Gaza War

CUNY pulls Jew-hatred definitions from its bias reporting portal


On Oct. 11, four days after Hamas terrorists attacked Israel, the City University of New York’s portal for reporting discrimination and retaliation included both the International Holocaust Remembrance Alliance (IHRA)’s working definition of antisemitism and the Jerusalem Declaration of Antisemitism in a list of external resources.

By Nov. 10, CUNY excised both the IHRA and the Jerusalem definitions, archived versions of the website show.

Forty-three countries have adopted the IHRA definition, which comes with 11 contemporary examples of Jew-hatred that include “claiming that the existence of a State of Israel is a racist endeavor,” per its website.

The Jerusalem definition, which has not been adopted as widely, says that the IHRA definition “caused confusion and generated controversy, hence weakening the fight against antisemitism.” It also says that “evidence-based criticism of Israel as a state,” calling Israel “apartheid,” and the boycott Israel movement are not antisemitic.

CUNY leaders had promoted the portal as the place to report discrimination and retaliation in an effort to combat rising hatred of Jews and Israel on its campuses.

A CUNY spokesman told JNS that the university removed the IHRA definition when it launched a dedicated page for “combating antisemitism.” That page, first listed on a prominent web archive site on Oct. 31, contains neither mention of nor links to the IHRA and Jerusalem definitions.

At some point after Nov. 18, the page linked to Gov. Kathy Hochul’s “2020 proclamation and the guidance from the US Department of Education, identifying the International Holocaust Remembrance Alliance (IHRA) definition of antisemitism as a vital resource.”

“This use of the IHRA definition at CUNY will not diminish or infringe upon any rights protected under the First Amendment to the US Constitution or the NYS Constitution, and shall not be construed to conflict with local, federal or state law,” CUNY states.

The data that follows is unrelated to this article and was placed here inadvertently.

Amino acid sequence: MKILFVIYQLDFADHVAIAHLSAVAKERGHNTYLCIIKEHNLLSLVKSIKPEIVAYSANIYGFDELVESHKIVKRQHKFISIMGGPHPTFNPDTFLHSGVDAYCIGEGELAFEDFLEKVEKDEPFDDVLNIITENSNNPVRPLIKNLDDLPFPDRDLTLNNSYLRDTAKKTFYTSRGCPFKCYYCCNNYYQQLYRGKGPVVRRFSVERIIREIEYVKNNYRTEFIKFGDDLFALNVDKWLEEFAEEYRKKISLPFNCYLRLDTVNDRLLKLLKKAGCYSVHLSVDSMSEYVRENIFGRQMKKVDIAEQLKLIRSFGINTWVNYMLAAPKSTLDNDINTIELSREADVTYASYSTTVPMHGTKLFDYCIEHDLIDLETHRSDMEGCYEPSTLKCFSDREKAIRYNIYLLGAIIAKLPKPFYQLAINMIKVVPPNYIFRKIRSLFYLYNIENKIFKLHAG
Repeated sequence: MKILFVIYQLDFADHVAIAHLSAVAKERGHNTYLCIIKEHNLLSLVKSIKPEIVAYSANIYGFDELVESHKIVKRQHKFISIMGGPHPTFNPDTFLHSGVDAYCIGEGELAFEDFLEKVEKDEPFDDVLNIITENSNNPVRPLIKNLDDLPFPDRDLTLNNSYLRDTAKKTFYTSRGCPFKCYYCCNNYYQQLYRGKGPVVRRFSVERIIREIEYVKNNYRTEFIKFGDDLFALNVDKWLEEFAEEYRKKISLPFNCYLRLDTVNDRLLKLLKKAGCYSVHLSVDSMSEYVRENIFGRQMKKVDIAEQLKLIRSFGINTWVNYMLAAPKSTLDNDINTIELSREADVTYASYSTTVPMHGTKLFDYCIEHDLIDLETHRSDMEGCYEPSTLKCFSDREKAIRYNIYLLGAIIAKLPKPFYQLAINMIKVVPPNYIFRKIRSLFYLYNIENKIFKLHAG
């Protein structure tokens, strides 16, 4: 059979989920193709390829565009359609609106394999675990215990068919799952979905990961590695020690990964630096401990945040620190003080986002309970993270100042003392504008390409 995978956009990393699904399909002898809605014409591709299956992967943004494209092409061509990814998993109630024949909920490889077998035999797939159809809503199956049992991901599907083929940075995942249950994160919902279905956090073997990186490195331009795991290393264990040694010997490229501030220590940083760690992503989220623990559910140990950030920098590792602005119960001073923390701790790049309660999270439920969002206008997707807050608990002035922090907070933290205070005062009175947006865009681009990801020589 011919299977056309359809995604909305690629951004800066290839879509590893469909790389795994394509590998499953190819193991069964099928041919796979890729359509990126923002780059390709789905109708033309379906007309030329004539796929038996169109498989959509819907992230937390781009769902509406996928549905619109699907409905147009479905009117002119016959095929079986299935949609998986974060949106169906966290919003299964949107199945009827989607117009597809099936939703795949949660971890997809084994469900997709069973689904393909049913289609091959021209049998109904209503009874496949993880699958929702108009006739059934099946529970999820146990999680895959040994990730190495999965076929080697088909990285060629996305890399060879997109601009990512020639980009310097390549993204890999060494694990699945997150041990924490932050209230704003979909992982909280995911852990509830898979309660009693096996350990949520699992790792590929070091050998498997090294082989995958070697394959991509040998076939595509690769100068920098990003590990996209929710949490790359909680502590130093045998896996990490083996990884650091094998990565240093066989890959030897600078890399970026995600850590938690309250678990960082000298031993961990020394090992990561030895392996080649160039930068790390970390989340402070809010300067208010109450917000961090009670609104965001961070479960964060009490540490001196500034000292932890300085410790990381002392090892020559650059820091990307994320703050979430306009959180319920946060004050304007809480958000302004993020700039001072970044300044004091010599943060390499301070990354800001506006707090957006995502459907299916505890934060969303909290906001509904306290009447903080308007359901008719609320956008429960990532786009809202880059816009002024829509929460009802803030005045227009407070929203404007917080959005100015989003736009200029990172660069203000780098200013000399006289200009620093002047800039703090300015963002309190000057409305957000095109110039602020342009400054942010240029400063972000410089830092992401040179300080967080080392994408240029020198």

With the IHRA and Jerusalem definitions removed, the portal no longer lists any resources specifically about antisemitism. It lists seven external resources: the city’s human rights commission and the latter’s LGBTQ protections info card; the state’s human-rights division, hate-crimes task force, guide to discrimination based on gender identity or expression and guide to racial discrimination; and the US Equal Employment Opportunity Commission.

Jeffrey Lax, chair of the business department at CUNY’s Kingsborough Community College is co-founder of SAFE CUNY, which advocates for Zionist Jews across the university’s 25 campuses. Lax was one of four CUNY professors that the public university investigated — allegedly as retaliation for vigorously reporting antisemitism on campus. 

Lax and another professor have since been cleared.

He told JNS that CUNY’s chancellor and its chief diversity officer “should be immediately terminated” for removing the IHRA definition from the discrimination complaint portal.

Saly Abd Alla, CUNY’s chief diversity officer, referred JNS questions about the removal of the IHRA definition from CUNY’s portal to the university’s media relations office. (Abd Alla was a director at the Council on Islamic Relations, which has a long history of antisemitism.)

Sophia McGee, CUNY’s director of intercultural student engagement and dialogue, did not return repeated JNS requests for comment.